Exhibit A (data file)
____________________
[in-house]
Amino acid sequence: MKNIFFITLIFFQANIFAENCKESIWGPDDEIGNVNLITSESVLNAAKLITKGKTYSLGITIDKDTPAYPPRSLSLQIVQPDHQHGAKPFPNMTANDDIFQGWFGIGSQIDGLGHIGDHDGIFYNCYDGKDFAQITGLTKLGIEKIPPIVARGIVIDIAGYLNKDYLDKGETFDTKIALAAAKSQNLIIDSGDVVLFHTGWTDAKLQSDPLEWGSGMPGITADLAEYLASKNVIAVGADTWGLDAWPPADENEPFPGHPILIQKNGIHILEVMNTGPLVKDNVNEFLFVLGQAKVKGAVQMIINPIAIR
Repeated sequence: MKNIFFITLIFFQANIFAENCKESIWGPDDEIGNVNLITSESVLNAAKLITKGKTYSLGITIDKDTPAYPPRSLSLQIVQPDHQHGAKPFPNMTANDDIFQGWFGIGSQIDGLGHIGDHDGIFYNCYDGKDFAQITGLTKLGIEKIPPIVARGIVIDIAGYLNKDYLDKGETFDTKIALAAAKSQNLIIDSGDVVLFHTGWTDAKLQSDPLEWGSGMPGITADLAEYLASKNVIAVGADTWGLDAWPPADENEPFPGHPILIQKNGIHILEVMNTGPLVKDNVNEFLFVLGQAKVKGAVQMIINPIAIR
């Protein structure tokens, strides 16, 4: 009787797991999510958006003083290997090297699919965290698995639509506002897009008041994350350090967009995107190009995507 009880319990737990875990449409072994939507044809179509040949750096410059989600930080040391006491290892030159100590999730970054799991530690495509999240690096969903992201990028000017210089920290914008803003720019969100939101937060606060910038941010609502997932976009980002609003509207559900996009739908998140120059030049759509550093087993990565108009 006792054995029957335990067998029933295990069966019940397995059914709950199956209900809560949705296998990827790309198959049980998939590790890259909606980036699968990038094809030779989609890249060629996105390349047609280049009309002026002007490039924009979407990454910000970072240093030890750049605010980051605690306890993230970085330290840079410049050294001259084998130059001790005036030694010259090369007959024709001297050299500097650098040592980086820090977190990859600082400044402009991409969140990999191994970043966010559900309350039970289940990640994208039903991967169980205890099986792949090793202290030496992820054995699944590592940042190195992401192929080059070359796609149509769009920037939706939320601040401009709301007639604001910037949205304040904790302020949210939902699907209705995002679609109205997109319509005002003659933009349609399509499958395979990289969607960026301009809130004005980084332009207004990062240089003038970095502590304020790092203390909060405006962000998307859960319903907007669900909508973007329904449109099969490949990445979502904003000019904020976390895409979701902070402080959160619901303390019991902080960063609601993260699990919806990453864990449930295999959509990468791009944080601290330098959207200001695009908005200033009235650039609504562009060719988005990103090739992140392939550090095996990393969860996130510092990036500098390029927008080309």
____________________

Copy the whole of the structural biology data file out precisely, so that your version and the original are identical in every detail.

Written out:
[in-house]
Amino acid sequence: MKNIFFITLIFFQANIFAENCKESIWGPDDEIGNVNLITSESVLNAAKLITKGKTYSLGITIDKDTPAYPPRSLSLQIVQPDHQHGAKPFPNMTANDDIFQGWFGIGSQIDGLGHIGDHDGIFYNCYDGKDFAQITGLTKLGIEKIPPIVARGIVIDIAGYLNKDYLDKGETFDTKIALAAAKSQNLIIDSGDVVLFHTGWTDAKLQSDPLEWGSGMPGITADLAEYLASKNVIAVGADTWGLDAWPPADENEPFPGHPILIQKNGIHILEVMNTGPLVKDNVNEFLFVLGQAKVKGAVQMIINPIAIR
Repeated sequence: MKNIFFITLIFFQANIFAENCKESIWGPDDEIGNVNLITSESVLNAAKLITKGKTYSLGITIDKDTPAYPPRSLSLQIVQPDHQHGAKPFPNMTANDDIFQGWFGIGSQIDGLGHIGDHDGIFYNCYDGKDFAQITGLTKLGIEKIPPIVARGIVIDIAGYLNKDYLDKGETFDTKIALAAAKSQNLIIDSGDVVLFHTGWTDAKLQSDPLEWGSGMPGITADLAEYLASKNVIAVGADTWGLDAWPPADENEPFPGHPILIQKNGIHILEVMNTGPLVKDNVNEFLFVLGQAKVKGAVQMIINPIAIR
């Protein structure tokens, strides 16, 4: 009787797991999510958006003083290997090297699919965290698995639509506002897009008041994350350090967009995107190009995507 009880319990737990875990449409072994939507044809179509040949750096410059989600930080040391006491290892030159100590999730970054799991530690495509999240690096969903992201990028000017210089920290914008803003720019969100939101937060606060910038941010609502997932976009980002609003509207559900996009739908998140120059030049759509550093087993990565108009 006792054995029957335990067998029933295990069966019940397995059914709950199956209900809560949705296998990827790309198959049980998939590790890259909606980036699968990038094809030779989609890249060629996105390349047609280049009309002026002007490039924009979407990454910000970072240093030890750049605010980051605690306890993230970085330290840079410049050294001259084998130059001790005036030694010259090369007959024709001297050299500097650098040592980086820090977190990859600082400044402009991409969140990999191994970043966010559900309350039970289940990640994208039903991967169980205890099986792949090793202290030496992820054995699944590592940042190195992401192929080059070359796609149509769009920037939706939320601040401009709301007639604001910037949205304040904790302020949210939902699907209705995002679609109205997109319509005002003659933009349609399509499958395979990289969607960026301009809130004005980084332009207004990062240089003038970095502590304020790092203390909060405006962000998307859960319903907007669900909508973007329904449109099969490949990445979502904003000019904020976390895409979701902070402080959160619901303390019991902080960063609601993260699990919806990453864990449930295999959509990468791009944080601290330098959207200001695009908005200033009235650039609504562009060719988005990103090739992140392939550090095996990393969860996130510092990036500098390029927008080309």